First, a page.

Senbei vs. Okaki vs. Arare: Japanese Rice Crackers
Do you know traditional Japanese rice crackers are broadly classified into three types?
The three varieties widely enjoyed in Japan are Senbei (煎餅), Okaki (おかき), and Arare (あられ).
Senbei vs. Okaki vs. Arare
Senbei, Okaki, and Arare are rice snacks with over several hundred years of history.
And among them, I think Senbei is the best-known outside of Japan. But how do Senbei, Okaki, and Arare differ from one another?
Here, I will give an overview of each for those curious.
First, Senbei is a rice cracker most commonly eaten in Japan.
It is made of non-glutinous rice called Uruchi-Mai (うるち米) that has been steamed, pounded, typically formed into a big, round shape, and baked.
Traditionally, Senbei is seasoned with soy sauce/salt. But in modern times, it comes in various flavors and many varieties like these.
the majority available in Japan consists of Uruchimai rice, the staple food of the Japanese.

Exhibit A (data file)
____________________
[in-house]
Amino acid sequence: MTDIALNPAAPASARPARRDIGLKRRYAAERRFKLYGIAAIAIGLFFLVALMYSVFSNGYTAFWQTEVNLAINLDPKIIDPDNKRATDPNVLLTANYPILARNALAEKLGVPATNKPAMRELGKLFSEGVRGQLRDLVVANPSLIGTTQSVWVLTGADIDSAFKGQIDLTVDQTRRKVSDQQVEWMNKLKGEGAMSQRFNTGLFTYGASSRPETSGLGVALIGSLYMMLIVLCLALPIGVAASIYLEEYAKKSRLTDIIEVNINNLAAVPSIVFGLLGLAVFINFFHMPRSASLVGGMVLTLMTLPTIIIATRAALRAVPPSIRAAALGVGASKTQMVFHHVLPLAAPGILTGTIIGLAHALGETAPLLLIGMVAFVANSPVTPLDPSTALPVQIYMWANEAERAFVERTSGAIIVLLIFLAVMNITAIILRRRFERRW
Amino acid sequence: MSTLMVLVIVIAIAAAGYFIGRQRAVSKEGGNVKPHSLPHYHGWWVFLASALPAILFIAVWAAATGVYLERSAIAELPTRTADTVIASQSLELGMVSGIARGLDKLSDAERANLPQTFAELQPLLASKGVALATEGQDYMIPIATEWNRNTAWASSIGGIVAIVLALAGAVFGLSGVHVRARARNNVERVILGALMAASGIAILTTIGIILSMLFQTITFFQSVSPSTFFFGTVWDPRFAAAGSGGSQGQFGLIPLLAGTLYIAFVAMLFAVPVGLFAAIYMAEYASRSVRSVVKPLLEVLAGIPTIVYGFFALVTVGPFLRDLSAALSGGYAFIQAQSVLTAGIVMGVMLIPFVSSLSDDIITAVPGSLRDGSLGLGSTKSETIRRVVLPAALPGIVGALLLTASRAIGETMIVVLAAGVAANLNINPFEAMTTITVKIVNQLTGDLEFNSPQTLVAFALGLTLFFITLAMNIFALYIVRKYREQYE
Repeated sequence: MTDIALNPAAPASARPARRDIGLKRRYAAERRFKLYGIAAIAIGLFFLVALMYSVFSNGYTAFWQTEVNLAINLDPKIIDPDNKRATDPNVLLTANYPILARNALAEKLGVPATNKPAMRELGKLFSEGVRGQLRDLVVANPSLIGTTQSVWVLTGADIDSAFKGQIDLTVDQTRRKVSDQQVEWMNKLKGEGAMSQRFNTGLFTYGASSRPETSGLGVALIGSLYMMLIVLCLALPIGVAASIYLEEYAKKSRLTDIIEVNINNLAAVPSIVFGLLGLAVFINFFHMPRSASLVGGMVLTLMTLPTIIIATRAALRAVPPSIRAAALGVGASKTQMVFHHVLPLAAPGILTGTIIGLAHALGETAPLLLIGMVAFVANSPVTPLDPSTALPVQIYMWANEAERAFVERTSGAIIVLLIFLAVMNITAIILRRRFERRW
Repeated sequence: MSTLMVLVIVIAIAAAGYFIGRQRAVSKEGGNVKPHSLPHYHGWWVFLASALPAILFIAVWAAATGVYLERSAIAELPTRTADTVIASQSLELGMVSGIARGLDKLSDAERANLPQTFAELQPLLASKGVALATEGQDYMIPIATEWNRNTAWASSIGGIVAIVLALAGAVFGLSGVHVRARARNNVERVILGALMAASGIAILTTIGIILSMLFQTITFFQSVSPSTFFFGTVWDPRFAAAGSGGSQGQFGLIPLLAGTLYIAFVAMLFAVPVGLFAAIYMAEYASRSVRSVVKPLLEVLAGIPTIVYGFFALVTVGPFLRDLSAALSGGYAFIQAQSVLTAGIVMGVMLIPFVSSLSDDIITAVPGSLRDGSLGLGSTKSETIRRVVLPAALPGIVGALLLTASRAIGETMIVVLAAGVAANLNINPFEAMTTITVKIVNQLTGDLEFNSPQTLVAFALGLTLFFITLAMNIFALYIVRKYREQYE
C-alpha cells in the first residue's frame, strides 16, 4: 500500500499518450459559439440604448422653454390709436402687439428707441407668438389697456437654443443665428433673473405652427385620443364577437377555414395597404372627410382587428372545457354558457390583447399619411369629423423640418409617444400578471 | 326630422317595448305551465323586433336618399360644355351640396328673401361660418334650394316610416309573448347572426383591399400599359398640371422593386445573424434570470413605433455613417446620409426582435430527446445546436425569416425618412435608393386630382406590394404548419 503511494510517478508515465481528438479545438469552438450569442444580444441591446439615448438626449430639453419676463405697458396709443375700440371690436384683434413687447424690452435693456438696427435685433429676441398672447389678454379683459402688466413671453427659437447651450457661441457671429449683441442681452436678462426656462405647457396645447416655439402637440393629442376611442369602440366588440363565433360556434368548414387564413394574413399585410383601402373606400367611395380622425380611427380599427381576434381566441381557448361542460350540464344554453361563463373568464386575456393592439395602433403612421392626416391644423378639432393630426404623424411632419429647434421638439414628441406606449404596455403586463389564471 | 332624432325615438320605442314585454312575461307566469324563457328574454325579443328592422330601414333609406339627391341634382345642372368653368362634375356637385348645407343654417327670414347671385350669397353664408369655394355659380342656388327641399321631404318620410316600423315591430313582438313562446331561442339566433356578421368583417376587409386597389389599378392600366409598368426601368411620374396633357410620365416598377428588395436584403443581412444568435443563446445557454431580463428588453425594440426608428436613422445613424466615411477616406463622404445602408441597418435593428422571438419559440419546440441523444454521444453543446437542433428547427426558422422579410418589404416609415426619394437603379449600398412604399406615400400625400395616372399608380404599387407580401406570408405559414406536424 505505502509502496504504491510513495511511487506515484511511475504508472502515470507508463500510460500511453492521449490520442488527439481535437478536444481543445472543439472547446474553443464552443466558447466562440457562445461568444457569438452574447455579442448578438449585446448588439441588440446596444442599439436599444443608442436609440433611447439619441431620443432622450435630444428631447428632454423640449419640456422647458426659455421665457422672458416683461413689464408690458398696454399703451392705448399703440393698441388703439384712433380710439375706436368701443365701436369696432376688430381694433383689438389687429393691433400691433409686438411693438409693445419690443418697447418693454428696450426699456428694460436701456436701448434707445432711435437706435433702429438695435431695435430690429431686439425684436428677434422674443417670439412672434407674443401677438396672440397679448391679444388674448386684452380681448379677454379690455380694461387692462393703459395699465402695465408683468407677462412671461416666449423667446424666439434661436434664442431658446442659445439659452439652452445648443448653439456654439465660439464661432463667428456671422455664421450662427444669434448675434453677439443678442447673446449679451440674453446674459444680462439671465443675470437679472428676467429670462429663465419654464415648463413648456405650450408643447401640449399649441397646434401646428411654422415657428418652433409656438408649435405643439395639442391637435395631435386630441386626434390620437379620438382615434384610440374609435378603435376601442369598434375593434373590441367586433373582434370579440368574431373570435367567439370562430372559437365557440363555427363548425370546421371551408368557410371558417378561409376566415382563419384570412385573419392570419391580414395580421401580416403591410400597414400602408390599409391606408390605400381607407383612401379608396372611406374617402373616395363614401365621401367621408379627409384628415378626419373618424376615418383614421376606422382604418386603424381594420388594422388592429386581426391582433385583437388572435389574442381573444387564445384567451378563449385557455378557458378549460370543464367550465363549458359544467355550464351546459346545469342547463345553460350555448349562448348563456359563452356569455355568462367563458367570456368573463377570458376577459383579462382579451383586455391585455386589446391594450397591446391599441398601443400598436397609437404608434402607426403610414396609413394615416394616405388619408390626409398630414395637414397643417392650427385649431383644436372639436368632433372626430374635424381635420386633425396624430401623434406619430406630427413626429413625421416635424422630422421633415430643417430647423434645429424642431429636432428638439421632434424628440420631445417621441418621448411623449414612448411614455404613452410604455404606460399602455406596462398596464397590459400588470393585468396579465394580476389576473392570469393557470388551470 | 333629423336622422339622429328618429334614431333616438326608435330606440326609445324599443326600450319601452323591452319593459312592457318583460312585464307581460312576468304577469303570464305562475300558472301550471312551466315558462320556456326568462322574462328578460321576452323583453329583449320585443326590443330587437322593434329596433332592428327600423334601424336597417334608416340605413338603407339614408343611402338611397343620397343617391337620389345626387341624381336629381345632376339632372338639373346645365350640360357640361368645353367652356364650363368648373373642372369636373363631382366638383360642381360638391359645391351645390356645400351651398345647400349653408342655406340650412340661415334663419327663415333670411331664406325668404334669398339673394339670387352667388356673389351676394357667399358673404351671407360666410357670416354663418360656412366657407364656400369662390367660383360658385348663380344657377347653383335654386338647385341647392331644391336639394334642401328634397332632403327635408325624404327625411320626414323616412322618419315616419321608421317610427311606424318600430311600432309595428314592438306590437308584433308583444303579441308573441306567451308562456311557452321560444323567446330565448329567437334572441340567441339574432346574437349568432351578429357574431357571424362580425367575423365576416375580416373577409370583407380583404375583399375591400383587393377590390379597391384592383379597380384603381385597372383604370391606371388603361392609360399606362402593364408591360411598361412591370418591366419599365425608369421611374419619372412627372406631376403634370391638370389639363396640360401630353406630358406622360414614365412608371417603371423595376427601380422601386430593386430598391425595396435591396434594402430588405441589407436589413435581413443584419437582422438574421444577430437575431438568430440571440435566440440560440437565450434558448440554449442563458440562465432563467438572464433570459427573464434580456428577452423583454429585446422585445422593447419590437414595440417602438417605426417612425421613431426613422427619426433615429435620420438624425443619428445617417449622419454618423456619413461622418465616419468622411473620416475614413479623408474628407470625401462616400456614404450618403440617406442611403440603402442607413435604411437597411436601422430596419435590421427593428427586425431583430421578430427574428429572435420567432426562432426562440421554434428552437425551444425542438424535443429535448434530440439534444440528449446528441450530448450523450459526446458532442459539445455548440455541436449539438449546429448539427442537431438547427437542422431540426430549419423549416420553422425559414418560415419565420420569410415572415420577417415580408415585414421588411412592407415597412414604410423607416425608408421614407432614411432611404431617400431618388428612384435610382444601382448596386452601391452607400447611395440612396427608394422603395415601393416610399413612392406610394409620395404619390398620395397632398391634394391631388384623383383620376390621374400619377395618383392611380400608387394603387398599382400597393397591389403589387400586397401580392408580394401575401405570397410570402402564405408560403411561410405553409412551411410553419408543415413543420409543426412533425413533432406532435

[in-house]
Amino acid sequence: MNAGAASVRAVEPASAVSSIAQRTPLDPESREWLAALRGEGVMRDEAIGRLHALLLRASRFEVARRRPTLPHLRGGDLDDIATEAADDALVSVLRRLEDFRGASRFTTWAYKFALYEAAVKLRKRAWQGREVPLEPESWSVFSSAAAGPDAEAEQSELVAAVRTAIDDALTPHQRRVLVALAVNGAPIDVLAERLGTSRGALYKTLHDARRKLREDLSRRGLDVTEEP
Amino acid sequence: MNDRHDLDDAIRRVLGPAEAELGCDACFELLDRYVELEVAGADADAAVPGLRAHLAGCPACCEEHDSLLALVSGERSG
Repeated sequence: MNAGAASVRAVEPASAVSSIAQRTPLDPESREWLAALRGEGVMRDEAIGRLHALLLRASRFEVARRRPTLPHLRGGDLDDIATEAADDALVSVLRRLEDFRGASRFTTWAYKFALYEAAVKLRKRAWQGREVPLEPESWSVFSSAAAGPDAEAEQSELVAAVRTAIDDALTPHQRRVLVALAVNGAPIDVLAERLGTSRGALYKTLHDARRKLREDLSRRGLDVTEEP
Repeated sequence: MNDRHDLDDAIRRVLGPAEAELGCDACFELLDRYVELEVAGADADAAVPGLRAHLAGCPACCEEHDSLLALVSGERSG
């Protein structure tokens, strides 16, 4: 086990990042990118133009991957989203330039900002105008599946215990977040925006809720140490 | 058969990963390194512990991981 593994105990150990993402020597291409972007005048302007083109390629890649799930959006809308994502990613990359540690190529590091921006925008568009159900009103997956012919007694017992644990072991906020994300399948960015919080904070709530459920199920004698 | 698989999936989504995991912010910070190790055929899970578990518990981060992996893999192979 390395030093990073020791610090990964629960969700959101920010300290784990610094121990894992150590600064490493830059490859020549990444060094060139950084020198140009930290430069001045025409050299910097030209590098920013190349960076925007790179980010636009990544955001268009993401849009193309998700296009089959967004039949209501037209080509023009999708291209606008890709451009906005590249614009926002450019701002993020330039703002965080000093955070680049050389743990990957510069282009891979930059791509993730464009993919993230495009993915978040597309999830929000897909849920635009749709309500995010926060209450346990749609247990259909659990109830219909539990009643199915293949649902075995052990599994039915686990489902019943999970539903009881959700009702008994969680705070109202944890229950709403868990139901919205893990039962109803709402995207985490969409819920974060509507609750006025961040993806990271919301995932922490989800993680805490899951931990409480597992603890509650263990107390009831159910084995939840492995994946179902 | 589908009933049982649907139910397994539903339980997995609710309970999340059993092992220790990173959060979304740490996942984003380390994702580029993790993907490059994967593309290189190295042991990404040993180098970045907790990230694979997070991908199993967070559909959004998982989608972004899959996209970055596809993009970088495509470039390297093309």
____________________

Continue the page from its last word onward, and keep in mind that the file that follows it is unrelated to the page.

Unlike Senbei, Okaki consists of glutinous (sticky or sweet) rice called Mochi-Gome (餅米).
Specifically, this cracker is traditionally made from relatively small chunks of Mochi (餅) cake that’s been dried and baked.
Arare also uses Mochigome glutinous rice, and its production method is basically the same as Okaki.
Actually, there is no clear definition between Okaki and Arare. But in general, Arare is smaller than Okaki and shaped like a sphere or stick.
The primary differences between Senbei, Okaki, and Arare come from the size and the main ingredient.
And here is the comparison table.
|Smaller than Okaki